Hirata Mototada (平田職忠)

Mototada HIRATA (1580-July 23, 1660) was a government official from a Jige-ke (courtiers who are not allowed into the Emperor's living quarters) family from the Azuchi-Momoyama period through the early Edo period. He worked in the Kurodo-dokoro (Board of Archivists) as a shutsuno (a low-ranking official in responsible for receiving and sending goods). His father was Motohisa HIRATA, and his mother was a daughter of OTA no Tadamune. He was adopted by Motokiyo HIRATA. His lawful wife was a daughter of Munenari KAWAKOSHI. His pen name was Suian.

Career

Originally from an illegitimate branch of the Hirata family, he was adopted into the head family. On November 7, 1586, he was appointed Sakone no shogen (Lieutenant of the Left Division of Inner Palace Guards) with the rank of Jugoinoge (Junior Fifth Rank, Lower Grade). Later, he was transferred to the position of Kokushi (Governor) of Bungo Province, and assumed the additional post of Saemon no Daijo (Senior Lieutenant of the Left Division of Outer Palace Guards). He learned yusoku kojitsu (ancient court and military ceremony and etiquette) from Hidekata FUNAHASHI, and was known as the government post. He taught yusoku kojitsu to Retired Emperor Goyozei, and revised and, in 1608, published "Shokugensho" (History of Government Services). On May 4, 1615, as a member of the Hokumen no Bushi (the retired emperor's household guards), he was given clearance to be admitted to the retired emperor's palace. Since Mototada's son, Kokai, together with his teacher, Tenkai, served Ieyasu TOKUGAWA, Mototada was held in high esteem by the. As a result, after the Keicho era (1596-1615), he was given responsibility for organizing the Kurodogata Jigekanjin (low-ranking government officials).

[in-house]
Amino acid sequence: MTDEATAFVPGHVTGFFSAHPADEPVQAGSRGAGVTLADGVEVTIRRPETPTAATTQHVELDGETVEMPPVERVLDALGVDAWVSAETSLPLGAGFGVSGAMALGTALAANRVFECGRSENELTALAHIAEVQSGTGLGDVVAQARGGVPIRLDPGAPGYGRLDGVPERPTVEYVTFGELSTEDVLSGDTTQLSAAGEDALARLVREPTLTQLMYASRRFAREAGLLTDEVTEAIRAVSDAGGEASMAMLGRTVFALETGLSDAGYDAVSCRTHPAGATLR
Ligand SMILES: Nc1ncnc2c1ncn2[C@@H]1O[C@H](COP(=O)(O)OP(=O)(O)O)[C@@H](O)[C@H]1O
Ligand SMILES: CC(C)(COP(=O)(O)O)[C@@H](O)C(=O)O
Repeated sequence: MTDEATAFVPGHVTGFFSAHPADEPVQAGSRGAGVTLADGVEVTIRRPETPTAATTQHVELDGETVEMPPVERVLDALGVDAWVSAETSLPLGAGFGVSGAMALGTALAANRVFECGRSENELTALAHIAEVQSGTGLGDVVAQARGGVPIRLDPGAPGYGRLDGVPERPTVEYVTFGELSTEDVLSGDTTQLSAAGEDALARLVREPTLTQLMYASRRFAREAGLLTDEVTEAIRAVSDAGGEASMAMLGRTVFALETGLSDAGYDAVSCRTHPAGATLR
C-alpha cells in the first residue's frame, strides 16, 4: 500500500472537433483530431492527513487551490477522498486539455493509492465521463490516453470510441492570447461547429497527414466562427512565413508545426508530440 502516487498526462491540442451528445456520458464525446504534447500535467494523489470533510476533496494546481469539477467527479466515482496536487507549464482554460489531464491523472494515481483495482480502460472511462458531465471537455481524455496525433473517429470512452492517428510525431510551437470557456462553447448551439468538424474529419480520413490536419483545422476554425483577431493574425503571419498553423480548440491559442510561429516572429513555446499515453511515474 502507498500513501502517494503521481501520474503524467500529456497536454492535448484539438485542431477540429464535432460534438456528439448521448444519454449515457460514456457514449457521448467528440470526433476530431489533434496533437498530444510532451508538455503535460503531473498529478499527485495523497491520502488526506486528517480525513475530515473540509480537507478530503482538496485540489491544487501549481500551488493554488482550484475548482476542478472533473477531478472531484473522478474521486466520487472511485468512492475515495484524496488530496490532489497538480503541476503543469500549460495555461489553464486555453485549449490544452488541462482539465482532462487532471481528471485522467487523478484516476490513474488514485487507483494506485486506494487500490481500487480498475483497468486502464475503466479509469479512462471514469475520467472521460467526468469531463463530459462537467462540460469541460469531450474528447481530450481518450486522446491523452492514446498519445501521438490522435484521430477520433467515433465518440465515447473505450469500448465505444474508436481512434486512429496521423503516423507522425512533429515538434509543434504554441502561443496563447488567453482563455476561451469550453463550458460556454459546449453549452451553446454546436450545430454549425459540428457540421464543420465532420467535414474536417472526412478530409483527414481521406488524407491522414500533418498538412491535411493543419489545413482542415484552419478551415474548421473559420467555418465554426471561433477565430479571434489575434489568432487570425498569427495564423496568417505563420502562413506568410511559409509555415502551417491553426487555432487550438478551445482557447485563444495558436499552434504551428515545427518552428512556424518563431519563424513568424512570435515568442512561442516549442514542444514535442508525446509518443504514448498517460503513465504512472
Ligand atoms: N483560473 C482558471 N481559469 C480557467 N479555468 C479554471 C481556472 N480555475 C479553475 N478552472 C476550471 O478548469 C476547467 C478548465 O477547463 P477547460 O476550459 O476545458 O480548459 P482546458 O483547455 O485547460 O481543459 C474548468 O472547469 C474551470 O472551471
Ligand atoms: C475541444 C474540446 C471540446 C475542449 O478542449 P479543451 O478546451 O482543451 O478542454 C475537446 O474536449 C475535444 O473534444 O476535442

On January 1, 1621, he was appointed Okura no Taifu (Senior Assistant Minister of the Treasury) and was promoted to Jushiijo (Junior Fourth Rank, Upper Grade) the following New Year. He was promoted to Shoshiinoge (Senior Fourth Rank, Lower Grade) in 1624 and to Shoshiinojo (Senior Fourth Rank Upper Grade) on March 13, 1628. In 1634, he was sued by Takasuke MIBU, who claimed that the shutsuno was impinging the authority of the higher-ranked kanmu. Mototada successfully defended the charge by claiming that control by the shutsuno was approved by the Edo bakufu, and from then on management of Kurodogata government officials was carried out by the shutsuno. He retired in 1636.

His produced many literary works, including "Gyorogusho" (different from Kinkata TOIN's work of the same name), "Kanshikibinran", "Dokunryakusho", and also created records ("Shogunsenge-ki") about the appointment to Shogun of three of Ieyasu TOKUGAWA's successors.

He died at the age of 81; his tomb is in Jofuku-ji Temple in Kyoto.